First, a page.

AlwaysOn – Create a Basic Availability Group

By Ginger Daniel | Always On

Aug 09

AlwaysOn Basic Availability Groups (BAGs) are available with SQL Server 2016 and 2017 Standard edition.  The functionality is generally the same as database mirroring (which has been deprecated).  This feature replicates transactions to a database on a secondary server, and is useful for disaster recovery should something happen to the primary server.

If you have a database that requires an extra layer of protection or ‘BAG of tricks’, deploying a Basic Availability Group is useful for providing disaster recovery and high availability for the one database.  Also there is major cost savings since it is not necessary to purchase SQL Enterprise edition…this can be done in Standard edition of SQL Server.

BAGs provide a failover environment for only one database, and there can only be two replicas in the group.  Replication can be synchronous or asynchronous, and there is no read access, no backups and no integrity checks on the secondary.   The secondary replica remains inactive unless there is a failover, and Basic AGs can remain on-premises or span from on-prem to Azure.

Create Basic Availability Group using Wizard

To create a Basic Availability Group you must first install SQL Standard edition on each replica.  You must also enable the AlwaysOn feature in SQL Configuration Manager.  With the configuration manager opened, highlight SQL Server Services and right click on SQL Server in the right panel to open the properties dialog box.  On the AlwaysOn High Availability tab, mark the Enable AlwaysOn checkbox:

In preparation for creating your AlwaysOn group, you must take a full and tlog backup of the database on your primary, and restore that full and tlog backup to the secondary, in no-recovery mode.

After taking backups of all databases you want to include in the AlwaysOn group, right click on AlwaysOn High Availability in your Object Explorer in SSMS and open the New Availability Group Wizard.

Specify a name for your AlwaysOn group, and select Database Level Health Detection if desired

The wizard will take you through steps to select the database you want to add to the AG, select the secondary replica and connect to it, and specify automatic failover and synchronous commit mode.  There is no option in ‘Readable Secondary’ other than ‘No’ as the secondary replica is not accessible in a Basic Availability Group unless failover occurs.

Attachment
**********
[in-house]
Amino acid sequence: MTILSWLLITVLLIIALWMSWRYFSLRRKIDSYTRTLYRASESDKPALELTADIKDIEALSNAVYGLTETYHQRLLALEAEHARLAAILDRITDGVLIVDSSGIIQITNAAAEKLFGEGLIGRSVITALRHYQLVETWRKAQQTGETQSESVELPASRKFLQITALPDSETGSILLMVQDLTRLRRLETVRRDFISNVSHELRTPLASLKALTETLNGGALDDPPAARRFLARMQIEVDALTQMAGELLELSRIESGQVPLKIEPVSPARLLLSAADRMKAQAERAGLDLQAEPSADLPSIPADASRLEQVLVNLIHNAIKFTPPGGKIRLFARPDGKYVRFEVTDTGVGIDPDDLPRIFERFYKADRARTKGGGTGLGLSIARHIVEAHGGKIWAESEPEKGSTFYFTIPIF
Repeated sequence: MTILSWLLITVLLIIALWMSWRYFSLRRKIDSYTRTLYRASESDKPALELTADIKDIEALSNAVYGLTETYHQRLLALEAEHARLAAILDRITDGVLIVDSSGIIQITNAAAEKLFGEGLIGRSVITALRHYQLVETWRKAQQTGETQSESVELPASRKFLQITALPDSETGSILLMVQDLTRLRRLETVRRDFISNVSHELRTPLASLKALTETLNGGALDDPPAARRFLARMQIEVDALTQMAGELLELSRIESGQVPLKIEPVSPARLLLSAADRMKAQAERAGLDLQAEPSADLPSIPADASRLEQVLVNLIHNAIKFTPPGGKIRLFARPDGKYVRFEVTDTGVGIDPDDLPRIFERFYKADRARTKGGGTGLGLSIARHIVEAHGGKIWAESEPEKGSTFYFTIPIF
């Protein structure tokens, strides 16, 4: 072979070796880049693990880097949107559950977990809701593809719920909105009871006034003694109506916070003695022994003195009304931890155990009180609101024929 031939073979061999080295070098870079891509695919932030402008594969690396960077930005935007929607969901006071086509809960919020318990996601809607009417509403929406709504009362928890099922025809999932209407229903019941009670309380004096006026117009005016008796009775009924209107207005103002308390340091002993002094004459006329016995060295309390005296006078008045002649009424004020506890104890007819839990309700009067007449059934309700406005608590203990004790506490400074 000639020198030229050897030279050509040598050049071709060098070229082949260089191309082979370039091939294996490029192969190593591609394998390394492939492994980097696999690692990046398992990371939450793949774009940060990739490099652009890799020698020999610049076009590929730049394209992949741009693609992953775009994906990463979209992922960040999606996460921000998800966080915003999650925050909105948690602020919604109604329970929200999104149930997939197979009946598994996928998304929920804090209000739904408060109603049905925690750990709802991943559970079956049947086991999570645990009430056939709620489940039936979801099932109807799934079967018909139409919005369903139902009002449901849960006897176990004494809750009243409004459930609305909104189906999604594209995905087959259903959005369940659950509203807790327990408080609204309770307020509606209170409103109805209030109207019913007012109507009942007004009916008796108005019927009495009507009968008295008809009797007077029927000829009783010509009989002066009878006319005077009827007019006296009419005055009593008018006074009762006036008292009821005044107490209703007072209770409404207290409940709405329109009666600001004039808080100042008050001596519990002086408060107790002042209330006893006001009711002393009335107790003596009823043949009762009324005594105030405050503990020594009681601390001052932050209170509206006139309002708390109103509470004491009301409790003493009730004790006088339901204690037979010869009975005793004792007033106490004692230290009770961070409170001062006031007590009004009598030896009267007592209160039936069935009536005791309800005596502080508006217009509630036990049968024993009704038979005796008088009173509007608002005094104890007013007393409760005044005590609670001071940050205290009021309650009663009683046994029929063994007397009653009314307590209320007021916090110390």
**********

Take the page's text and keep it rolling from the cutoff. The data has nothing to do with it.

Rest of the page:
Next click on the Endpoints tab to select the port number that will be used by your AlwaysOn group.  If you have more than one instance on your server, you will need to create another endpoint.  Click here for further explanation:   

In clicking on the Backup Preferences tab, you will notice there is no option to choose Backup Preferences, because performing backups on the secondary replica is not an option for Basic AGs.  All options and backup priority settings are greyed out:

On the Listener tab, specify the port number for the AlwaysOn Listener.  If you have more than one SQL instance installed on your server, choose a different port number from any other AG if necessary:

You can find the port number by going into SQL Server Configuration Manager and looking at the properties for each SQL instance installed:

In the Select Data Synchronization page of the wizard, you will notice that Automatic Seeding is not available for Basic AG setup.  Select whichever option for synchronization that is appropriate for your environment.  Full requires a shared network location that is accessible from each replica.  Join Only requires that you restore your database(s) backups on the secondary replica prior to joining the databases to the AlwaysOn group.

Click Next through the remainder of the wizard to validate and create the AlwaysOn Group:

Create Basic Availability Group using TSQL

If you prefer to use TSQL statements to create your AlwaysOn group instead of using the wizard, click here   for more detailed information.


Basic Availability Groups provide an added layer of disaster recovery protection in your SQL environment.    Deploying a BAG is beneficial when you have one database that needs to be protected in multiple ways.  This should not be used as your only method of DR, but is a reliable way to help protect your data in the event of disaster to your primary production server.  Another benefit is definitely the cost saving because it is available with SQL Server Standard edition, and does not require duplicate processing power on the secondary replica.

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